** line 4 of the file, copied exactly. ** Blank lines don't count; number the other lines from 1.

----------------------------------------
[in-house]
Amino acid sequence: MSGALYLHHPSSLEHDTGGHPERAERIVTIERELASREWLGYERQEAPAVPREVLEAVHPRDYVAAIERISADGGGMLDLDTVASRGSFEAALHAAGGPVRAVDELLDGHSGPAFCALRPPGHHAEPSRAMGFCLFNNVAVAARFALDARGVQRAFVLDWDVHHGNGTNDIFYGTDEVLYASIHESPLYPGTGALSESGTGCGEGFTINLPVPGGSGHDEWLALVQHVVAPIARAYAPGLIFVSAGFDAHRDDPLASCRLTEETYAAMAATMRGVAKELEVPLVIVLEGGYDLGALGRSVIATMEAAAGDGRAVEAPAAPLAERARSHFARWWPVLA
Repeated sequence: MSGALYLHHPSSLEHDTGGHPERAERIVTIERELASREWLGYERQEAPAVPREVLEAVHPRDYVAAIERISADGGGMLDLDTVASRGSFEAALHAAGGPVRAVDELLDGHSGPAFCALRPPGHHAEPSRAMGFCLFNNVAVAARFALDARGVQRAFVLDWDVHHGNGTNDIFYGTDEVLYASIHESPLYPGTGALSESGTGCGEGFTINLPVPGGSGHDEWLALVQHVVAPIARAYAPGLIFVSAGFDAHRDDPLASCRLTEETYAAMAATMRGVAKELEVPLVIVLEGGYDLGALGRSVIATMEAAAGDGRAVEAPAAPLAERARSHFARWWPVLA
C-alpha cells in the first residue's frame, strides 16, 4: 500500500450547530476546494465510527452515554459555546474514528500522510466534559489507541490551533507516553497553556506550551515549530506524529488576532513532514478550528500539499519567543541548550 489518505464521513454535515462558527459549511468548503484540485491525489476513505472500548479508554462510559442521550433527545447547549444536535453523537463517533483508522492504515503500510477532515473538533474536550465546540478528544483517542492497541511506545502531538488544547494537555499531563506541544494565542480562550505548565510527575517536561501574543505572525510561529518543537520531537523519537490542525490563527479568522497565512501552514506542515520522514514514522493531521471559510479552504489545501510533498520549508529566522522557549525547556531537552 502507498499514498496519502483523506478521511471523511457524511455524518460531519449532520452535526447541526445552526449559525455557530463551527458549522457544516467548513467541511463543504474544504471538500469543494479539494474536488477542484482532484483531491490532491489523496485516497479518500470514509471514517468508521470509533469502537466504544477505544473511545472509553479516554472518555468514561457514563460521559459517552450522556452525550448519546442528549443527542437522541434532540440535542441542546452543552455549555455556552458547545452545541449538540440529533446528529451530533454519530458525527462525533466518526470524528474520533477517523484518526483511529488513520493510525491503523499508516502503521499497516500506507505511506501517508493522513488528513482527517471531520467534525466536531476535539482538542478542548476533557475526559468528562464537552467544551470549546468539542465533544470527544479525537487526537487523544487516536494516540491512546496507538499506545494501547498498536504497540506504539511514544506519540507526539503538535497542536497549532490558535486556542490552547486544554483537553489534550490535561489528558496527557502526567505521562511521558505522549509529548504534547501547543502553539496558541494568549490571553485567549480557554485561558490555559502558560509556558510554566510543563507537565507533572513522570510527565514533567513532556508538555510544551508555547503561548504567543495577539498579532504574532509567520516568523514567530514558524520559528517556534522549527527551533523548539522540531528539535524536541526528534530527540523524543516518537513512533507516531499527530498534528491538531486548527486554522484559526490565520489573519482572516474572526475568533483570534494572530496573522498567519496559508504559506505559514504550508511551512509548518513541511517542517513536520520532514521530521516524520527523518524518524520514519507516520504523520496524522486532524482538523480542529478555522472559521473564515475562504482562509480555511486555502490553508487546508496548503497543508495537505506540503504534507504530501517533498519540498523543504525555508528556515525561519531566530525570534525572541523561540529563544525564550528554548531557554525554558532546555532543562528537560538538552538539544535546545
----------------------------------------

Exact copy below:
C-alpha cells in the first residue's frame, strides 16, 4: 500500500450547530476546494465510527452515554459555546474514528500522510466534559489507541490551533507516553497553556506550551515549530506524529488576532513532514478550528500539499519567543541548550 489518505464521513454535515462558527459549511468548503484540485491525489476513505472500548479508554462510559442521550433527545447547549444536535453523537463517533483508522492504515503500510477532515473538533474536550465546540478528544483517542492497541511506545502531538488544547494537555499531563506541544494565542480562550505548565510527575517536561501574543505572525510561529518543537520531537523519537490542525490563527479568522497565512501552514506542515520522514514514522493531521471559510479552504489545501510533498520549508529566522522557549525547556531537552 502507498499514498496519502483523506478521511471523511457524511455524518460531519449532520452535526447541526445552526449559525455557530463551527458549522457544516467548513467541511463543504474544504471538500469543494479539494474536488477542484482532484483531491490532491489523496485516497479518500470514509471514517468508521470509533469502537466504544477505544473511545472509553479516554472518555468514561457514563460521559459517552450522556452525550448519546442528549443527542437522541434532540440535542441542546452543552455549555455556552458547545452545541449538540440529533446528529451530533454519530458525527462525533466518526470524528474520533477517523484518526483511529488513520493510525491503523499508516502503521499497516500506507505511506501517508493522513488528513482527517471531520467534525466536531476535539482538542478542548476533557475526559468528562464537552467544551470549546468539542465533544470527544479525537487526537487523544487516536494516540491512546496507538499506545494501547498498536504497540506504539511514544506519540507526539503538535497542536497549532490558535486556542490552547486544554483537553489534550490535561489528558496527557502526567505521562511521558505522549509529548504534547501547543502553539496558541494568549490571553485567549480557554485561558490555559502558560509556558510554566510543563507537565507533572513522570510527565514533567513532556508538555510544551508555547503561548504567543495577539498579532504574532509567520516568523514567530514558524520559528517556534522549527527551533523548539522540531528539535524536541526528534530527540523524543516518537513512533507516531499527530498534528491538531486548527486554522484559526490565520489573519482572516474572526475568533483570534494572530496573522498567519496559508504559506505559514504550508511551512509548518513541511517542517513536520520532514521530521516524520527523518524518524520514519507516520504523520496524522486532524482538523480542529478555522472559521473564515475562504482562509480555511486555502490553508487546508496548503497543508495537505506540503504534507504530501517533498519540498523543504525555508528556515525561519531566530525570534525572541523561540529563544525564550528554548531557554525554558532546555532543562528537560538538552538539544535546545